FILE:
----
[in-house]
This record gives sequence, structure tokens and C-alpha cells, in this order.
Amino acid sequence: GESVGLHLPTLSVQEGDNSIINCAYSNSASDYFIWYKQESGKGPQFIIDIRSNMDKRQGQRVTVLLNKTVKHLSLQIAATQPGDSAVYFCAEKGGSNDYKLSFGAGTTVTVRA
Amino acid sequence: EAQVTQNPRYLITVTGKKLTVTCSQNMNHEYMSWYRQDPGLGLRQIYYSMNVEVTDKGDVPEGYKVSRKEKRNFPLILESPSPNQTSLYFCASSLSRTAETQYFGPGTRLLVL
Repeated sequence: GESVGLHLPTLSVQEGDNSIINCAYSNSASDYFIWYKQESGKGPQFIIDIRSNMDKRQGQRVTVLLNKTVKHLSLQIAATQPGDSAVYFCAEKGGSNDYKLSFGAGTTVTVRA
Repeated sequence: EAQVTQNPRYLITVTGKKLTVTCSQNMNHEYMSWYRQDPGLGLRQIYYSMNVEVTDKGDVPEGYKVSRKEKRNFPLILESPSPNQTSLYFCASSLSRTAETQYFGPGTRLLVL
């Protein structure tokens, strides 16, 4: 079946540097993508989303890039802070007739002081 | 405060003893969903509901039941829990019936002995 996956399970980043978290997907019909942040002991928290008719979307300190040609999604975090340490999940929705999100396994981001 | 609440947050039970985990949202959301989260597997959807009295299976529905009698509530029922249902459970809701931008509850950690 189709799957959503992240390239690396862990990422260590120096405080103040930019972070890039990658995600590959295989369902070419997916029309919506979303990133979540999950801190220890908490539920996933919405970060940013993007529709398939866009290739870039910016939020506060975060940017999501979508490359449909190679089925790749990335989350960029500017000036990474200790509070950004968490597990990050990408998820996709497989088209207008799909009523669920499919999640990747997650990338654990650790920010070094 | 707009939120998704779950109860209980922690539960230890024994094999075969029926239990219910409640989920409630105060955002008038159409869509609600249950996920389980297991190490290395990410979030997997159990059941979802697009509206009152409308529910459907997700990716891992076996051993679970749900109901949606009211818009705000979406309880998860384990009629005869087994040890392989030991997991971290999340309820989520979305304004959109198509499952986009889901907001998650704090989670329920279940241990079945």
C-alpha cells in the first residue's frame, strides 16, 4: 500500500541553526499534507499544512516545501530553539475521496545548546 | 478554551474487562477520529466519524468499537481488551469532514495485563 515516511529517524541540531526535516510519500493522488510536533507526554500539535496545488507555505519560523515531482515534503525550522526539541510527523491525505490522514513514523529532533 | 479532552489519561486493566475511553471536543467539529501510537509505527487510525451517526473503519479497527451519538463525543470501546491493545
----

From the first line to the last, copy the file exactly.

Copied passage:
[in-house]
This record gives sequence, structure tokens and C-alpha cells, in this order.
Amino acid sequence: GESVGLHLPTLSVQEGDNSIINCAYSNSASDYFIWYKQESGKGPQFIIDIRSNMDKRQGQRVTVLLNKTVKHLSLQIAATQPGDSAVYFCAEKGGSNDYKLSFGAGTTVTVRA
Amino acid sequence: EAQVTQNPRYLITVTGKKLTVTCSQNMNHEYMSWYRQDPGLGLRQIYYSMNVEVTDKGDVPEGYKVSRKEKRNFPLILESPSPNQTSLYFCASSLSRTAETQYFGPGTRLLVL
Repeated sequence: GESVGLHLPTLSVQEGDNSIINCAYSNSASDYFIWYKQESGKGPQFIIDIRSNMDKRQGQRVTVLLNKTVKHLSLQIAATQPGDSAVYFCAEKGGSNDYKLSFGAGTTVTVRA
Repeated sequence: EAQVTQNPRYLITVTGKKLTVTCSQNMNHEYMSWYRQDPGLGLRQIYYSMNVEVTDKGDVPEGYKVSRKEKRNFPLILESPSPNQTSLYFCASSLSRTAETQYFGPGTRLLVL
């Protein structure tokens, strides 16, 4: 079946540097993508989303890039802070007739002081 | 405060003893969903509901039941829990019936002995 996956399970980043978290997907019909942040002991928290008719979307300190040609999604975090340490999940929705999100396994981001 | 609440947050039970985990949202959301989260597997959807009295299976529905009698509530029922249902459970809701931008509850950690 189709799957959503992240390239690396862990990422260590120096405080103040930019972070890039990658995600590959295989369902070419997916029309919506979303990133979540999950801190220890908490539920996933919405970060940013993007529709398939866009290739870039910016939020506060975060940017999501979508490359449909190679089925790749990335989350960029500017000036990474200790509070950004968490597990990050990408998820996709497989088209207008799909009523669920499919999640990747997650990338654990650790920010070094 | 707009939120998704779950109860209980922690539960230890024994094999075969029926239990219910409640989920409630105060955002008038159409869509609600249950996920389980297991190490290395990410979030997997159990059941979802697009509206009152409308529910459907997700990716891992076996051993679970749900109901949606009211818009705000979406309880998860384990009629005869087994040890392989030991997991971290999340309820989520979305304004959109198509499952986009889901907001998650704090989670329920279940241990079945």
C-alpha cells in the first residue's frame, strides 16, 4: 500500500541553526499534507499544512516545501530553539475521496545548546 | 478554551474487562477520529466519524468499537481488551469532514495485563 515516511529517524541540531526535516510519500493522488510536533507526554500539535496545488507555505519560523515531482515534503525550522526539541510527523491525505490522514513514523529532533 | 479532552489519561486493566475511553471536543467539529501510537509505527487510525451517526473503519479497527451519538463525543470501546491493545